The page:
University of Southampton conducts research on volcanoes and the effects of climatic change

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Recent research suggests that extreme CO2 volcanic emission caused a severe global warming case that happened about 56 million years ago during the North Atlantic formation.

The research that was conducted by an international team of researchers, and was led by the University of Southampton. The researchers showed the relationship between Palaeocene-Eocene Thermal Maximum (PETM) and a rapid doubling of the CO2 in the atmosphere not more than 25,000 years using novel global climate modeling.

Most rapid global warming

In the last 66 million years, the PETM is recorded as the most extreme and rapid natural global warming cases. It occurred for about 150,000 years, and the temperature of the globe increased by 5C. The 5C rise in temperature can be compared with the projections of the recent climate till after the end of this century.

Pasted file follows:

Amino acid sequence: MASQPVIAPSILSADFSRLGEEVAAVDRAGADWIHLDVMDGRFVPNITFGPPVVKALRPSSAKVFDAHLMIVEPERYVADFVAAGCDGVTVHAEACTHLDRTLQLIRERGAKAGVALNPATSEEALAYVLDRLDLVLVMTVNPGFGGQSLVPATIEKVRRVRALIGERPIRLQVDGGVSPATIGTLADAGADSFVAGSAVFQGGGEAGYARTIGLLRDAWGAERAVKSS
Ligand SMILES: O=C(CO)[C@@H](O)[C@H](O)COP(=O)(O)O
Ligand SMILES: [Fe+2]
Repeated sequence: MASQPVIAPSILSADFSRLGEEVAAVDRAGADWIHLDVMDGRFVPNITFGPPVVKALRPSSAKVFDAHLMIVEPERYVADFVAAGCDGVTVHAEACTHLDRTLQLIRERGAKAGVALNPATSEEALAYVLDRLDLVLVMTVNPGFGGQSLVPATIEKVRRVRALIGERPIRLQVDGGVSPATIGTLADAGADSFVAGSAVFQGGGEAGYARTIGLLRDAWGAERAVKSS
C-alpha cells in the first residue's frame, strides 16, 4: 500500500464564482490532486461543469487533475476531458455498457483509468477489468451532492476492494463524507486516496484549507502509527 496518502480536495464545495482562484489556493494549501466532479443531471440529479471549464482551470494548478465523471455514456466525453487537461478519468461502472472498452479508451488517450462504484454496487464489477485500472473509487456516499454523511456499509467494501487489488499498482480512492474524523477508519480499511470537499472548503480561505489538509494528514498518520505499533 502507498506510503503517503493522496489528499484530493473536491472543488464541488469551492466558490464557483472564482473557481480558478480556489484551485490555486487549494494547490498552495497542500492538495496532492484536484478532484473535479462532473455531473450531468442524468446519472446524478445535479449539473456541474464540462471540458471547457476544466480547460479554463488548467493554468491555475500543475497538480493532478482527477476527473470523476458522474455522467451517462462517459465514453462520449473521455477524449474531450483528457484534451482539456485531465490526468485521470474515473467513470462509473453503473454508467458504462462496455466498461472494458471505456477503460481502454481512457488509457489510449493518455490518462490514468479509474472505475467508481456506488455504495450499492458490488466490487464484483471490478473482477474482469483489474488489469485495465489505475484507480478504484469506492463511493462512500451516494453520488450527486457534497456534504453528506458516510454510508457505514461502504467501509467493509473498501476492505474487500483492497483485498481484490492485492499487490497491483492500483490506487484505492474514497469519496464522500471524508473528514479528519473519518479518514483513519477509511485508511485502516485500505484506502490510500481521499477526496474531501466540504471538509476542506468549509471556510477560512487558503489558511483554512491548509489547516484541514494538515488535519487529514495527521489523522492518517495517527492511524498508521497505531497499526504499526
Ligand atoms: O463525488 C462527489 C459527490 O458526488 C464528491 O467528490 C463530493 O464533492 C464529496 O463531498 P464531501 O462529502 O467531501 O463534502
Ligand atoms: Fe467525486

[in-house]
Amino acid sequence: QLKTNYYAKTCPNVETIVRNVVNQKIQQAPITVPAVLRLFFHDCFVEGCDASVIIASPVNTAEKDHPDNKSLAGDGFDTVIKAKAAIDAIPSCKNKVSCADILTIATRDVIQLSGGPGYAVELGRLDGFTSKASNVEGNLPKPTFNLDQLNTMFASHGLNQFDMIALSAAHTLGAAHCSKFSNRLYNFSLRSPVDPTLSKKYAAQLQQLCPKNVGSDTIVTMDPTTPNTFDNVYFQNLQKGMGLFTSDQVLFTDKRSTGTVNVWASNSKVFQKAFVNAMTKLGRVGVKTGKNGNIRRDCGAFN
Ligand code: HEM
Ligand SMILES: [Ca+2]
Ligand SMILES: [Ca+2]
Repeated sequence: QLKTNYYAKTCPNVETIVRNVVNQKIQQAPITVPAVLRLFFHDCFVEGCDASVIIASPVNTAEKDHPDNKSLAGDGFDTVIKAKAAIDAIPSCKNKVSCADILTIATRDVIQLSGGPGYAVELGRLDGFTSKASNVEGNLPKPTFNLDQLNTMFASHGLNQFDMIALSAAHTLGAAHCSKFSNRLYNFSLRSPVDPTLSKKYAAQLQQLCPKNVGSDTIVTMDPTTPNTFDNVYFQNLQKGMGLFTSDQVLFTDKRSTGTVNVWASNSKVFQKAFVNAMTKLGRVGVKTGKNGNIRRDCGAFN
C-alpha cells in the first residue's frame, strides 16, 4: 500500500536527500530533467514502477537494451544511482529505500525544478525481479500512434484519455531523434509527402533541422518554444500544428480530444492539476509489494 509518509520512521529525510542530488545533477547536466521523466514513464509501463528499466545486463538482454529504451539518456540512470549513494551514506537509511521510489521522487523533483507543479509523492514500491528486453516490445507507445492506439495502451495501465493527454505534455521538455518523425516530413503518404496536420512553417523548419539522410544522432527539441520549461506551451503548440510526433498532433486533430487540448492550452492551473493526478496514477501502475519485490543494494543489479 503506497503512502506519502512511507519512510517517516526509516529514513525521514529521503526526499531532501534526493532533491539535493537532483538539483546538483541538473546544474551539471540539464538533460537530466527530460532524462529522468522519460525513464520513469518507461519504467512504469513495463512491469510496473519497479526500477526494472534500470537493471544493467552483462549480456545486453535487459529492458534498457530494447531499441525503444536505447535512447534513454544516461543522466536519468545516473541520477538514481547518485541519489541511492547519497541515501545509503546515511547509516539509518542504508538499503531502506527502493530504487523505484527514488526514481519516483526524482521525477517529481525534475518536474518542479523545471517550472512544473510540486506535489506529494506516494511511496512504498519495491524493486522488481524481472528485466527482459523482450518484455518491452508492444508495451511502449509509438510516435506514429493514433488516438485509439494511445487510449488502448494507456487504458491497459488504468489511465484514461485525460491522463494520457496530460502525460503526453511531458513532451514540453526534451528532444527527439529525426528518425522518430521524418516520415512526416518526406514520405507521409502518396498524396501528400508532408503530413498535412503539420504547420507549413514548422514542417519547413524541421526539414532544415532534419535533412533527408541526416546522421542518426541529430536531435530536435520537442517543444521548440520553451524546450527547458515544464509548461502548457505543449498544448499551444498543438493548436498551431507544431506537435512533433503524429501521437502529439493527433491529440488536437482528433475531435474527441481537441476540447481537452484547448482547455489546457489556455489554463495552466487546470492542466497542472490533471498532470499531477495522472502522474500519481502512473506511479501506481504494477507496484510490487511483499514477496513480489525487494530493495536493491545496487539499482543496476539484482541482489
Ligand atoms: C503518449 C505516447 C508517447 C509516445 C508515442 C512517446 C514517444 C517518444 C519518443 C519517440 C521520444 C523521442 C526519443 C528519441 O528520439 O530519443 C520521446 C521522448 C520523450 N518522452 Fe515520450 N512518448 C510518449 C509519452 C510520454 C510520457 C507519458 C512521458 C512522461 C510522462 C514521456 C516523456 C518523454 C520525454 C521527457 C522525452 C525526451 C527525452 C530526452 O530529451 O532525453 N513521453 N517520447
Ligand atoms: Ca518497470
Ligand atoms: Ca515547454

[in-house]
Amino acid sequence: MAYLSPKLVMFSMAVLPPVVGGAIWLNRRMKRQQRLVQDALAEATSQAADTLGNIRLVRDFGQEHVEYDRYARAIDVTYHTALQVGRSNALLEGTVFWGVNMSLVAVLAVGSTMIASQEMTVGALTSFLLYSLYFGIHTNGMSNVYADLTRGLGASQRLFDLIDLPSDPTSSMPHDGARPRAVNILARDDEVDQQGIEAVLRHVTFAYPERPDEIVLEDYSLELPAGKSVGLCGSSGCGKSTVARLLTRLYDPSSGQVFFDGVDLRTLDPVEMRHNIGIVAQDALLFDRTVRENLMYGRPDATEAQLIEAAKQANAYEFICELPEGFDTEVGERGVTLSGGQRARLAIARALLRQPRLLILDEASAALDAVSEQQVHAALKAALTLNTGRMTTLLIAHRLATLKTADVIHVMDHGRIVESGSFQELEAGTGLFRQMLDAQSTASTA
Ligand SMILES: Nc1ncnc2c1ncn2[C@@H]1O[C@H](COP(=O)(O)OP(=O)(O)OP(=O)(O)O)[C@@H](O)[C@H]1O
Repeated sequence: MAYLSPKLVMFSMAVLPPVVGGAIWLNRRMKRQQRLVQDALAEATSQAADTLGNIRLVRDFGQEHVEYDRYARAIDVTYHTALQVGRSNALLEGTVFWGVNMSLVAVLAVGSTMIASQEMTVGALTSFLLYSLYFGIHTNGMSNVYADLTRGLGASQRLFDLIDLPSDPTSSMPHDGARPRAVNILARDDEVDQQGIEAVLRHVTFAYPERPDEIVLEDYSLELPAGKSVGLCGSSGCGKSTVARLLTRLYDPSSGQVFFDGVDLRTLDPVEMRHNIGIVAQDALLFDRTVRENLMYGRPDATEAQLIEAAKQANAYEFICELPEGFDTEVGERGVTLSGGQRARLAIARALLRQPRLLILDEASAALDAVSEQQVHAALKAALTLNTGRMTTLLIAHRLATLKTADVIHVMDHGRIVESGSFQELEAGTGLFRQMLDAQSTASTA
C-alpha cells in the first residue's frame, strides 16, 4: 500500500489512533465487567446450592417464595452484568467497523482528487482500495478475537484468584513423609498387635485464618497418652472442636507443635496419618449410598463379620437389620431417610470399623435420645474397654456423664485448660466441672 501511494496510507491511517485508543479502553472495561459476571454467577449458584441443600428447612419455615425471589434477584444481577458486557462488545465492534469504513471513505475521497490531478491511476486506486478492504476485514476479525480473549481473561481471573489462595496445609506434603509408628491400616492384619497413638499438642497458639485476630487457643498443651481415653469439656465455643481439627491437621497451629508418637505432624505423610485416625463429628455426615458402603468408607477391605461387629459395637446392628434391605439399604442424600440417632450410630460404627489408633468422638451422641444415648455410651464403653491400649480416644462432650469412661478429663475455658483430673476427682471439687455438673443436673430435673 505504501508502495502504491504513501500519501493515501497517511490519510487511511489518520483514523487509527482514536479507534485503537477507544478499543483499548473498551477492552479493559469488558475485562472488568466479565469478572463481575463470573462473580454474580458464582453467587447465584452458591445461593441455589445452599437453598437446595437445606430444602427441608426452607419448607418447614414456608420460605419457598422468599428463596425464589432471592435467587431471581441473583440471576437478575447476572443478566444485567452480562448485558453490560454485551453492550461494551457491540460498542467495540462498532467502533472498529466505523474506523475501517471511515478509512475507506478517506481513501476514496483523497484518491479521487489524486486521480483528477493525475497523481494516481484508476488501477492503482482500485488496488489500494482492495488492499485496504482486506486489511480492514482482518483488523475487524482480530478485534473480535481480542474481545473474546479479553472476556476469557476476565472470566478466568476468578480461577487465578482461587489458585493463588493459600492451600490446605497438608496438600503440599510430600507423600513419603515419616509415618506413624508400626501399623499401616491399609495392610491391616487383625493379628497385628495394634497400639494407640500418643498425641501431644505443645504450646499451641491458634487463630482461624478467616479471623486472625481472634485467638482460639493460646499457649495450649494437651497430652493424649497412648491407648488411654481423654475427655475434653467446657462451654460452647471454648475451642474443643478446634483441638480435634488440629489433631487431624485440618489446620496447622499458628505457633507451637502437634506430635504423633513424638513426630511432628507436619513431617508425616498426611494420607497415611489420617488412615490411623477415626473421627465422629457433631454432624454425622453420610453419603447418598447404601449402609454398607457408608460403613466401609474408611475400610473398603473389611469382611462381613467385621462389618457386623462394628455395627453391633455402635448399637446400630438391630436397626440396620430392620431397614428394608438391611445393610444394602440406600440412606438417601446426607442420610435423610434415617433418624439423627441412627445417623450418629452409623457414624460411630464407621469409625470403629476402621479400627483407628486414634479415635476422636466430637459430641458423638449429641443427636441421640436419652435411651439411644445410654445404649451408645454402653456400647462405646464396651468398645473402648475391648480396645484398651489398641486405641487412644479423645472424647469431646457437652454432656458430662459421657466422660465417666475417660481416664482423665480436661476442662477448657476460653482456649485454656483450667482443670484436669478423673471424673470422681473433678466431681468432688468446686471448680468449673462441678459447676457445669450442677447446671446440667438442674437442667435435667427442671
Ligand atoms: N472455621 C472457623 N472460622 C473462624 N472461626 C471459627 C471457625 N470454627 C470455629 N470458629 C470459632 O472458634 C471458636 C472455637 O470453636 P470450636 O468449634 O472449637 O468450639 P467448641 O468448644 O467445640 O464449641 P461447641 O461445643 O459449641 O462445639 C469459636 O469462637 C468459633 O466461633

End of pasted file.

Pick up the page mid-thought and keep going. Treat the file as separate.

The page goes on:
Suggestions have it that the PETM event was a result of the carbon injection into the atmosphere and ocean. However, it’s not clear the exact amount of the carbon, as well its source.

In a bid to determine the carbon source, the researchers studied the changes in the isotopic balances of boron in old marine fossils, known as foraminifera. Southampton is one of the outstanding locations in the world where such test can be conducted.

A professor at the University of Southampton, Professor Gavin Foster, said the way the ancient Earth reacted to the PETM carbon injection could give an insight on how the earth will react to the human-made climatic change.